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  • Writer's pictureJamie

Wicked Little Letters - Review

Wicked Little Letters is a classic British comedy, slotting itself amongst the ever growing catalogue of legacy British actors coming in and delivering quintessentially British dialogue in an unequivocally British setting. 

This film is all about language, not quite the flowery language I have used in my intro, more in the vein of crude and creatively insulting. Letters filled with insults sent back and forth during a time when Xbox Live wasn’t rife with nine year olds screaming much harsher slurs into their headsets. Both Olivia Coleman and Jessie Buckley were born to insult each other, playing their respective parts so well and being surrounded by a strong supporting cast that boost the comedy and broaden the scope of the world. 

Edith Swan (Olivia Coleman) lives her life according to God, while living with her parents, Edward (Timothy Spell) and Victoria (Gemma Jones). Their neighbour, Rose Gooding (Jessie Buckley) moved recently to the road from Ireland. She is a loud and outspoken member of the community, rubbing some people the wrong way with her brash language and heavy drinking. We’re given an insight into Edith and Rose’s relationship as they used to be close friends, with an incident at a party causing a rift in their friendship and a motivation for the letters that Edith has begun receiving. 

We open the story on the 19th letter coming into the house and being read by Edith and her family. We join the story as the final straw is reached and Edward plans to pursue legal action against Rose. 

The story from then on follows the trial and the “whodunnit” of it all, landing on a conclusion with shock and awe to be had. Around that, we have side stories of female police officers and the repression that people can feel growing up in a conservative or religious household. 

The most prominent side story is one of Rose as a mother to Nancy (Alisha Weir) and how her parenting seems to be the only thing she let’s get to her when people are talking. Her character is impenetrable with confidence until it comes to her child who it seems she wants to protect and keep from anything that could make her stand out for the wrong reasons. 

The story follows these threads but doesn’t necessarily dive too deep into them, bringing down the lightness of the plot. It sprinkles them in with a wink, letting you know that there is substance in the story but the focus of the film is on the rivalry between Edith and Rose.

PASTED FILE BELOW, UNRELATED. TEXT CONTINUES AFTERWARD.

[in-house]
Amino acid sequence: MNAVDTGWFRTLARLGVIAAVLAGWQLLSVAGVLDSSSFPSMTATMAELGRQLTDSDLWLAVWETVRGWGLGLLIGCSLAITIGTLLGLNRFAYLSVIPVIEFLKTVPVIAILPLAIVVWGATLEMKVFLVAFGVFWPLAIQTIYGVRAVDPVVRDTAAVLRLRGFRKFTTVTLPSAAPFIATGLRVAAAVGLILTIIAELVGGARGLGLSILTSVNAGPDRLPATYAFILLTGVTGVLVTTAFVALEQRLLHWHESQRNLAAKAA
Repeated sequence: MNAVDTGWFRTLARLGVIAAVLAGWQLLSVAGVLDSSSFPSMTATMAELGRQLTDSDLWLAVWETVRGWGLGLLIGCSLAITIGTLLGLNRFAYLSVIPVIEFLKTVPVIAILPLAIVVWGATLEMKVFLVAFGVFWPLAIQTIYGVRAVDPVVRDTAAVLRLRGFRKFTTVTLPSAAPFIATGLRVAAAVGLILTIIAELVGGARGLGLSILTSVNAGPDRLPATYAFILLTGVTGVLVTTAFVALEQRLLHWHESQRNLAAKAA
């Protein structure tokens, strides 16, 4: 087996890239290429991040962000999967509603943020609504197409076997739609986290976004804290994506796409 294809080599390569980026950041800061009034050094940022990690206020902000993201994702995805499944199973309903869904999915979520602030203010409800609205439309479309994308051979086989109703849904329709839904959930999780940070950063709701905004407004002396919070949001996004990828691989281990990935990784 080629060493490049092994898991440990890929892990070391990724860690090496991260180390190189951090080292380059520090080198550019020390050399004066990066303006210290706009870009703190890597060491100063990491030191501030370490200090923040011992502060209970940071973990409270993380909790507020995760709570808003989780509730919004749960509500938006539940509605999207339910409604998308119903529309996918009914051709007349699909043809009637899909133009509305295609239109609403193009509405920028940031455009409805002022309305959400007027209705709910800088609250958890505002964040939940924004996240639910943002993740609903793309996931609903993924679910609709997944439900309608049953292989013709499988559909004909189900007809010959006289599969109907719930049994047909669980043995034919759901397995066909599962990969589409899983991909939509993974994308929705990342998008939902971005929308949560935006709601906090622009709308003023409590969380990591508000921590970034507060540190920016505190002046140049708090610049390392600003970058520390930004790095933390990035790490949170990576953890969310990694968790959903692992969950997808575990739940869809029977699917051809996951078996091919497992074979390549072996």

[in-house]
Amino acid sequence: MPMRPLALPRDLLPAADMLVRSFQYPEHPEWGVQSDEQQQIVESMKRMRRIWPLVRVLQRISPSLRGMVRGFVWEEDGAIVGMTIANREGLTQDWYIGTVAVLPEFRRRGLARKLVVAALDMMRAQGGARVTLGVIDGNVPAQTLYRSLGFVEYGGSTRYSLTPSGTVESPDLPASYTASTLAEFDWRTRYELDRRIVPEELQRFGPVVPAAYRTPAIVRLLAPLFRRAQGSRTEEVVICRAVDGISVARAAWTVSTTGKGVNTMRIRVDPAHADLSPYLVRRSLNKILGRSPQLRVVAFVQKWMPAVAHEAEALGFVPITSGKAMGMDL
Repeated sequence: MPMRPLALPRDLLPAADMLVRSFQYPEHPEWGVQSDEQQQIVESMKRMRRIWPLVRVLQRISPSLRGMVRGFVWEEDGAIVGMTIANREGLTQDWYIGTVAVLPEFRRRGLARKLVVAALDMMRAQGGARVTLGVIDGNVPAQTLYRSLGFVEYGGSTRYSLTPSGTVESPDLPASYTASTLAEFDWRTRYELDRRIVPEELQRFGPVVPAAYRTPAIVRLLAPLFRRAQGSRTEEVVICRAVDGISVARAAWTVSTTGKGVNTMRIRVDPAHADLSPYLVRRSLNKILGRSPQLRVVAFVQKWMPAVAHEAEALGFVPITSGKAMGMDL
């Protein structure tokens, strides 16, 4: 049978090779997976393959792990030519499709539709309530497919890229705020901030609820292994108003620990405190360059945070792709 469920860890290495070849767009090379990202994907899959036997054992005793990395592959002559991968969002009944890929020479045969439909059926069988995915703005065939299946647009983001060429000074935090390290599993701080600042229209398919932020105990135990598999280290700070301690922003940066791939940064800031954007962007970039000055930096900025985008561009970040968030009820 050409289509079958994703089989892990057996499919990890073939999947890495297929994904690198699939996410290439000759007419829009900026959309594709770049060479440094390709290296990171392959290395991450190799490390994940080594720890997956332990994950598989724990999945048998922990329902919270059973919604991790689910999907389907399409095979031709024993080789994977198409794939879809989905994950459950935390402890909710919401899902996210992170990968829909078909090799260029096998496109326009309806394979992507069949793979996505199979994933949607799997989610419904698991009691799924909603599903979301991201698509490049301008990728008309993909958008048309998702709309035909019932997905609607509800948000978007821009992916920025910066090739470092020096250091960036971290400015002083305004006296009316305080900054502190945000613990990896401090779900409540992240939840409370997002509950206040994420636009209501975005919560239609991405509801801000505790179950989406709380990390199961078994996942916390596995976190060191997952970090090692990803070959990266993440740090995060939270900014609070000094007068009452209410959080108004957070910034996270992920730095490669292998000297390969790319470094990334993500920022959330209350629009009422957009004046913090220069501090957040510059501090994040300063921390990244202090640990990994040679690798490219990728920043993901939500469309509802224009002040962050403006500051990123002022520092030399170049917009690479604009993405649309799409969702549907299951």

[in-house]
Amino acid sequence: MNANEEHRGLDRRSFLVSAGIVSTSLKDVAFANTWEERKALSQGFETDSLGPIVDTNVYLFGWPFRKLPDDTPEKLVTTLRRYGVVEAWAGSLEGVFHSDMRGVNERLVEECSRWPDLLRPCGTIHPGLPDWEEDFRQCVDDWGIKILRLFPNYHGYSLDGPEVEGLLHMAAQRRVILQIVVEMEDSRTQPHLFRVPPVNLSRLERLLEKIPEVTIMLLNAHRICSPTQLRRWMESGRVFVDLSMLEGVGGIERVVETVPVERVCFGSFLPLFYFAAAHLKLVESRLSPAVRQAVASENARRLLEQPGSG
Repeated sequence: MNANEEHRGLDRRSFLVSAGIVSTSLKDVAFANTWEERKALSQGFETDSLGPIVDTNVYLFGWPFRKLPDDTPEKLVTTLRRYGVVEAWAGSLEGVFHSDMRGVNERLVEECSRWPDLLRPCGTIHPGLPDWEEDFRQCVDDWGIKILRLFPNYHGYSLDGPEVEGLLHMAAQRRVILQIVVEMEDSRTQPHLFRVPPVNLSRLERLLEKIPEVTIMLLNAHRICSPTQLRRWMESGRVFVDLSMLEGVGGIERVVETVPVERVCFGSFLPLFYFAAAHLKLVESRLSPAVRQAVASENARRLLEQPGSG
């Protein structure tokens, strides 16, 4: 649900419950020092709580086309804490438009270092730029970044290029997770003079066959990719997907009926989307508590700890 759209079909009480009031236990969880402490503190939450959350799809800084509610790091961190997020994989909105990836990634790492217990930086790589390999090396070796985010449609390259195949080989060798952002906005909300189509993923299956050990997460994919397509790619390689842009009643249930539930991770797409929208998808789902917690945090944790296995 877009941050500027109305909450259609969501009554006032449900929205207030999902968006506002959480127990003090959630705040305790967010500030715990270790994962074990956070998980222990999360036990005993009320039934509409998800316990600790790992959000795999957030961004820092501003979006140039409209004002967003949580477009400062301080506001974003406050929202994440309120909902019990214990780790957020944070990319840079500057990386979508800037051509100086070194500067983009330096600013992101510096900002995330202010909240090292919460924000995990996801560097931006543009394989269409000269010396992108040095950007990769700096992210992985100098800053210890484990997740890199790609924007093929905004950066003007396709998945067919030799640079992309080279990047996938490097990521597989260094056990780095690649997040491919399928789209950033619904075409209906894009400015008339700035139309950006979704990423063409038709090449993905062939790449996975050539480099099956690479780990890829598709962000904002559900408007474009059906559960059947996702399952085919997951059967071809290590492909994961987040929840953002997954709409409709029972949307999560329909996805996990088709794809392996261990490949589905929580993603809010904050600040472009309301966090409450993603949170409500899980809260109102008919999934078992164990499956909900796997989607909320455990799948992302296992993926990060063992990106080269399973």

I think this both works for and against the film. Giving it more depth and widening the focus to a world around the main characters. However, this can distract a little bit at times, meaning that some mystery or intrigue with the main plotline does get lost. It does feel like a difficult balance but having seen comedies on this level add in heart that doesn’t feel that out of place, it can be done. 

The comedy however is very effective to me, it's silly and sharp with great delivery from all actors. Other than the obvious of Coleman and Buckley, I thought that both Anjana Vasan and Hugh Skinner were a great addition to the cast in their roles as police officers on the case. The comedy is both from the dialogue and the letters themselves. The absurdity of the situation lends itself well towards the comedy and the realisation that it is loosely based on real life makes it even more ridiculous. 

The technical side of the film is simple but effective, with some dynamic camera angles and interesting musical choices that don’t detract from the comedy but make an effort to not be too bland in its presentation. The choices feel purposeful rather than lazy. There is a tendency for comedies to be as simple as possible in their technical department but it’s always appreciated to see more effort be put in as of late. I think this is especially the case with recent British comedies like Rye Lane or Polite Society. I’m hoping this trend of stylised comedies continues. 

Wicked Little Letters is a great little bubble of a film, just floating through, making an impression and leaving your consciousness. I don’t think this is a film that is going to stick with me in terms of strong story or the most quotable lines but I am sure that one day I will be scrolling through a streaming service and give this a second, maybe a third and possibly a fourth watch. 


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